If you listen mostly to nonfiction podcasts you may think they are primarily about information. Yet even science-based podcasts like Radiolab use music extensively and are noted for their music and sound design. Audio is an intimate medium, and a medium of storytelling. No matter how fact-based your podcast is, you are still telling a story and taking your audience on an emotional journey. Music is the language of emotion. It helps communicate feelings without words. This is important, too, and allows your audience to meditate on a fact you’ve just shared. Music can also drive home a point you’re making.
As noted in Psychology Today, “music offers a resource for emotion regulation. People use music to achieve various goals, such as to energize, maintain focus on a task, and reduce boredom”, and “music has the ability to evoke powerful emotional responses such as chills and thrills in listeners.” It’s one thing to talk about emotions, but you also want your audience to feel things. Music is a way to access your listeners’ emotions instantaneously and directly. Music underlines the emotions you want your audience to feel.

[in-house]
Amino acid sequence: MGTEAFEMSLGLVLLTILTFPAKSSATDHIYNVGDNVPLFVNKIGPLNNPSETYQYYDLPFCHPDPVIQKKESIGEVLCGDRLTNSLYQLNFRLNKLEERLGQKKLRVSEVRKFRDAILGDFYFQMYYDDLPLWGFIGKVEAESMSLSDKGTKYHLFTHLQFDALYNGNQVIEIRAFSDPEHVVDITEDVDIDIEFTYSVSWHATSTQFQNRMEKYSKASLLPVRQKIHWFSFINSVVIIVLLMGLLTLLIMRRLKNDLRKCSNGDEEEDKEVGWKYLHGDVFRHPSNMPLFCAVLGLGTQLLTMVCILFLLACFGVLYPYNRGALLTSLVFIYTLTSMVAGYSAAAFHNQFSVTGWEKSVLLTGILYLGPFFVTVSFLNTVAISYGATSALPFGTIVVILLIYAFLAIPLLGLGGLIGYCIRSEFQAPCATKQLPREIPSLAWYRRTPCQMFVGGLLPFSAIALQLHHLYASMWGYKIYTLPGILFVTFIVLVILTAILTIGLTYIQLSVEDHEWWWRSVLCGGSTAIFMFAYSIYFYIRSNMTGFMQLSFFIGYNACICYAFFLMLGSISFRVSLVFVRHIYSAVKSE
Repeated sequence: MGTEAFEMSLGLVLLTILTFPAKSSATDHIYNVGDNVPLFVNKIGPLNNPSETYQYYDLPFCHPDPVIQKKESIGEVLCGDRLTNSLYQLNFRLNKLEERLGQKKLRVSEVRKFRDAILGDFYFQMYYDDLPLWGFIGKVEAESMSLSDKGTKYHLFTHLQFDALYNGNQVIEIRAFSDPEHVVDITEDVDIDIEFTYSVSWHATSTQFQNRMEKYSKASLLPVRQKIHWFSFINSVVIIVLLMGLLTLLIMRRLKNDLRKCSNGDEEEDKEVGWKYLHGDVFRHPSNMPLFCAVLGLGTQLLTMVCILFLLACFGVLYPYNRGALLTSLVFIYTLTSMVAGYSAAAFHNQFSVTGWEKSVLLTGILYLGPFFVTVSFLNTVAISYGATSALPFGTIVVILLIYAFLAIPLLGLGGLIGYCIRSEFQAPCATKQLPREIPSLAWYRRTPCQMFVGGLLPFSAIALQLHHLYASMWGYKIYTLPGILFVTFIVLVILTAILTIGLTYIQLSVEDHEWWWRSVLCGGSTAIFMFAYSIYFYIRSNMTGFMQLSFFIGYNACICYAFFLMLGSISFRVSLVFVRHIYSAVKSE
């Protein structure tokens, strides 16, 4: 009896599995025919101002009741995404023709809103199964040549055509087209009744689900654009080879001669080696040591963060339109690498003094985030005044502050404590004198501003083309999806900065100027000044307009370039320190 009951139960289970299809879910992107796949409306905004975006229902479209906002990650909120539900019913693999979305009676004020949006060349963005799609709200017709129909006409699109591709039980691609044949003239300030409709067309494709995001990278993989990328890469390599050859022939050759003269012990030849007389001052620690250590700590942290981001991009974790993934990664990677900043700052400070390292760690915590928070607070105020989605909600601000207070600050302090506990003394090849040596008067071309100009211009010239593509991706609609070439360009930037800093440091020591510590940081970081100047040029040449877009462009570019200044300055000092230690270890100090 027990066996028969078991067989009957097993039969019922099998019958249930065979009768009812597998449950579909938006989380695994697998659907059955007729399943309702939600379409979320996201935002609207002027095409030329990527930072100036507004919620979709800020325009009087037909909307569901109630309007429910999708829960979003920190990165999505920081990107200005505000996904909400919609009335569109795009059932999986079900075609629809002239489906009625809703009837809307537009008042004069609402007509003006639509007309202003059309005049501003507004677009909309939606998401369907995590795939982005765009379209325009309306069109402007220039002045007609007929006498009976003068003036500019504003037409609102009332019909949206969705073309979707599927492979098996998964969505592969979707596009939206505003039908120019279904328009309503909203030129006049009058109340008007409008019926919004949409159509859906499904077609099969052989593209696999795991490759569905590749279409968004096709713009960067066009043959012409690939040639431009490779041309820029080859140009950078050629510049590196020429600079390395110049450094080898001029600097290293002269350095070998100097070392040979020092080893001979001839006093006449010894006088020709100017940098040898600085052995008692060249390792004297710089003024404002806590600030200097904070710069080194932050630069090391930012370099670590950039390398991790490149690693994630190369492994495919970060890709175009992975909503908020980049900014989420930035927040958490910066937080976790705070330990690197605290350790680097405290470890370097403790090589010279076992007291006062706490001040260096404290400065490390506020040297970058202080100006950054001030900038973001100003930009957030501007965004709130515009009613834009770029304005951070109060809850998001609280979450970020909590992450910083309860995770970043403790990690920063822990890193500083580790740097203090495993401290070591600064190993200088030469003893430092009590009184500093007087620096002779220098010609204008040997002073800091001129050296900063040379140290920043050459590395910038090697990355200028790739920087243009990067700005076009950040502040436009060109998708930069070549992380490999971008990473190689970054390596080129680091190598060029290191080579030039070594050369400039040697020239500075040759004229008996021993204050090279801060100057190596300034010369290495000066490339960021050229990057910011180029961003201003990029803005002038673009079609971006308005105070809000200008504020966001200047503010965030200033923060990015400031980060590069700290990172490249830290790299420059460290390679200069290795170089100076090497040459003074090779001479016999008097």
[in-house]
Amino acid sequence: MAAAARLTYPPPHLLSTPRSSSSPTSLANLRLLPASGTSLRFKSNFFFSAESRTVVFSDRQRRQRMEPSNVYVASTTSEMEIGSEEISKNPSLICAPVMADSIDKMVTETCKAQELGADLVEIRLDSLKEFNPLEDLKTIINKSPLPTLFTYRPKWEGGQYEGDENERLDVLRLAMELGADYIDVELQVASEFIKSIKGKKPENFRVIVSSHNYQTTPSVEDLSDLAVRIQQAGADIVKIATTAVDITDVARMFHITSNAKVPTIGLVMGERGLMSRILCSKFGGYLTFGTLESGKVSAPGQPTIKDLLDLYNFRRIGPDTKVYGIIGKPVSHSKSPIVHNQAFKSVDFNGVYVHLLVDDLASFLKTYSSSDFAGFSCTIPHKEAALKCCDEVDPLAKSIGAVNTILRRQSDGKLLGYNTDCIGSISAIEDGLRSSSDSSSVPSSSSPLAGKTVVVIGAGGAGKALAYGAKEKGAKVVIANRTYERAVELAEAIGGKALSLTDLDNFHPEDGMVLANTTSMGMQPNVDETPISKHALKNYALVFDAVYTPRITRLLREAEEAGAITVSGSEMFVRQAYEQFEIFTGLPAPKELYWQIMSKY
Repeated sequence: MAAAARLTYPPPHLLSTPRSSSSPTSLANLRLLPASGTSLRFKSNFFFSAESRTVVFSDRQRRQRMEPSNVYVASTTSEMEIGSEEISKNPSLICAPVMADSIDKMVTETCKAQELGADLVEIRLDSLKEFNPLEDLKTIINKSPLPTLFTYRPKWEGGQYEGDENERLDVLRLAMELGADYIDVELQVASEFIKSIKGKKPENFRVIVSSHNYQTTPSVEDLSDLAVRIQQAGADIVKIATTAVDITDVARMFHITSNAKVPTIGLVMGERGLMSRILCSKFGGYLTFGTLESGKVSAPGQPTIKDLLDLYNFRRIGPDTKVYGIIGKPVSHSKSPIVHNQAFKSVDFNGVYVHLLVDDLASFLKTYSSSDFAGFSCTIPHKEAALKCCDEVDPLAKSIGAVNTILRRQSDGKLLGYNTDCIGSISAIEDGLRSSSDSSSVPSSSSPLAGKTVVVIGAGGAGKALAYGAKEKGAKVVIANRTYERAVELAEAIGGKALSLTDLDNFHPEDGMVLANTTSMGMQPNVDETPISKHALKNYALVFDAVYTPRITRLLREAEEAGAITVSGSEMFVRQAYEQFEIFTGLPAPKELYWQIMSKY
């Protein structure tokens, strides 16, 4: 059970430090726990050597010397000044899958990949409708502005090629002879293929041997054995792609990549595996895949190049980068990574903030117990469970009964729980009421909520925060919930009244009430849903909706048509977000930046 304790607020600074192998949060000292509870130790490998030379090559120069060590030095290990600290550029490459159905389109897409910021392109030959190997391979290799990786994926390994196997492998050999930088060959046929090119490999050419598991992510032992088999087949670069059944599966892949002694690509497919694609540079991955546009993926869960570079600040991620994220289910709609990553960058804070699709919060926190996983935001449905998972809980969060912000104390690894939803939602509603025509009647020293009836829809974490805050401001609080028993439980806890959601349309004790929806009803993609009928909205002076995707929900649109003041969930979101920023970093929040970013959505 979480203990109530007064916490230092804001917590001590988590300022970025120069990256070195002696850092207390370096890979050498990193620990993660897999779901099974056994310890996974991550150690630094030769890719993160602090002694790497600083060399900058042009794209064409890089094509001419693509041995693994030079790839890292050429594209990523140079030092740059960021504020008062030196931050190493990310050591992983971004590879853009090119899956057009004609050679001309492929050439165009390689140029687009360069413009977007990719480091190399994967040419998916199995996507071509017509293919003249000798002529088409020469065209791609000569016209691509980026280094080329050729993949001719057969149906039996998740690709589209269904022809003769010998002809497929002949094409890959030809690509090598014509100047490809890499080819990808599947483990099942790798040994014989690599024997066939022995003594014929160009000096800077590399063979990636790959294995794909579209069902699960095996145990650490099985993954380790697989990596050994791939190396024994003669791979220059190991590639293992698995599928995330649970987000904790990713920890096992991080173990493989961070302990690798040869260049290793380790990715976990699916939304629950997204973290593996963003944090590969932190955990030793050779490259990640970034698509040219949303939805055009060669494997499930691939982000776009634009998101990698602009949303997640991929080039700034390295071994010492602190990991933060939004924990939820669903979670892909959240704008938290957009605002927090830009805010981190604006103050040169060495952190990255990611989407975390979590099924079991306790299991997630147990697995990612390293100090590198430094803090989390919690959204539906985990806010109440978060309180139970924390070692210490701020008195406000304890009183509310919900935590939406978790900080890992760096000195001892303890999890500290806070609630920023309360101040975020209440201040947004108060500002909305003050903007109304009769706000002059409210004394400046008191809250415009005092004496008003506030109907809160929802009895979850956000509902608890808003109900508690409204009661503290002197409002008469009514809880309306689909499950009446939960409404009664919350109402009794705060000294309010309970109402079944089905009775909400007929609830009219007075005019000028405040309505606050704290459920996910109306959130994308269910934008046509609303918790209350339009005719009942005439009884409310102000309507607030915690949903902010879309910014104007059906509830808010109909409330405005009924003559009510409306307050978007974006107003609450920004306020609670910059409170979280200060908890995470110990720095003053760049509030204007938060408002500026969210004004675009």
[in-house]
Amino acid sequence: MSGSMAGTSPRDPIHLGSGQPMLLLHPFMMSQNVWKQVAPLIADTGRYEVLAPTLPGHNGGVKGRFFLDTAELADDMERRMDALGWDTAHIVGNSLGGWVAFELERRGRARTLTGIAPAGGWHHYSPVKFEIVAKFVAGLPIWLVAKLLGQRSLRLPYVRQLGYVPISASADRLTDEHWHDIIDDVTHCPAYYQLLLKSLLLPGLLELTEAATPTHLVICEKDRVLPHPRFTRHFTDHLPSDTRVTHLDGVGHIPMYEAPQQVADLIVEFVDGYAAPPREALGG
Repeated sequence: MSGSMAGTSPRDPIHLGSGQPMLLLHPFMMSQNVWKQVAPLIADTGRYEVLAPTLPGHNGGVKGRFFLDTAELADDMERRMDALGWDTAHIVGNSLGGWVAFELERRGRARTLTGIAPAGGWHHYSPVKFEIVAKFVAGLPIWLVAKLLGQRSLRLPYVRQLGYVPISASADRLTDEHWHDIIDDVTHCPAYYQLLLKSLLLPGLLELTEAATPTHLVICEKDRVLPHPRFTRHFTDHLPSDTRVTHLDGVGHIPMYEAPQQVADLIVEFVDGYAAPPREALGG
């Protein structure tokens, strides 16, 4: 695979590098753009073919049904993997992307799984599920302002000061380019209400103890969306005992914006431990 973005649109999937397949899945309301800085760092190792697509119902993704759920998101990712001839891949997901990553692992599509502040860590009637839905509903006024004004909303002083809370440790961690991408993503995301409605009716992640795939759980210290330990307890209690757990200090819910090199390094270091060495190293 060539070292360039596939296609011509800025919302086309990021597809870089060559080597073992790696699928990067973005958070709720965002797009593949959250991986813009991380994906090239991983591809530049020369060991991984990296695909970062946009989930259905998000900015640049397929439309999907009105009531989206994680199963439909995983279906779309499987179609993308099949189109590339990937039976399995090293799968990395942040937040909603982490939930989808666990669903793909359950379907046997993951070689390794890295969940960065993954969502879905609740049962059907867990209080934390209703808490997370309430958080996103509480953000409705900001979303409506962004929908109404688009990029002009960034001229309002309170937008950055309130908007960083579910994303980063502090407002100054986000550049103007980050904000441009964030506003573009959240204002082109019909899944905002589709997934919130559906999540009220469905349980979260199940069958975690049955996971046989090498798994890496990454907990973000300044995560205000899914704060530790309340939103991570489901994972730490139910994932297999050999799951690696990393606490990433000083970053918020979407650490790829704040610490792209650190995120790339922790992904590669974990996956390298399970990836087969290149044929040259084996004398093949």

If you are working on a narrative podcast, music is even more obviously important. The horror genre is synonymous with certain kinds of ominous, suspenseful music. But dramas, comedies, thrillers, and period pieces are all associated with their own different kinds of music.
You can also have fun working against genre expectations. Try lighthearted music as a counterpoint to a scary or horror-filled scene. It can be tricky to achieve the right tone, but the important thing is to enjoy the process and have fun finding the music that enhances your podcast’s material.
Music can also act emotionally by stimulating memories. If you’re working on a show that relies on a sense of nostalgia, choosing your music carefully can bring audiences into your time period and show in a very real way.
3. Music Provides a Sense of Place
To state the obvious, podcasts are an all-audio medium. That means that you need to find audio equivalents for the usual visual cues as to location. If you’re working on a partly-scripted or fictional podcast, you may need to tell your audience that you’re in Tokyo, New York, or the Old West. Music is the most economical and also most enjoyable way to sweep your audience along with you and set the scene. Even a couple of seconds of fiddle playing can tell us that we’re in Appalachia.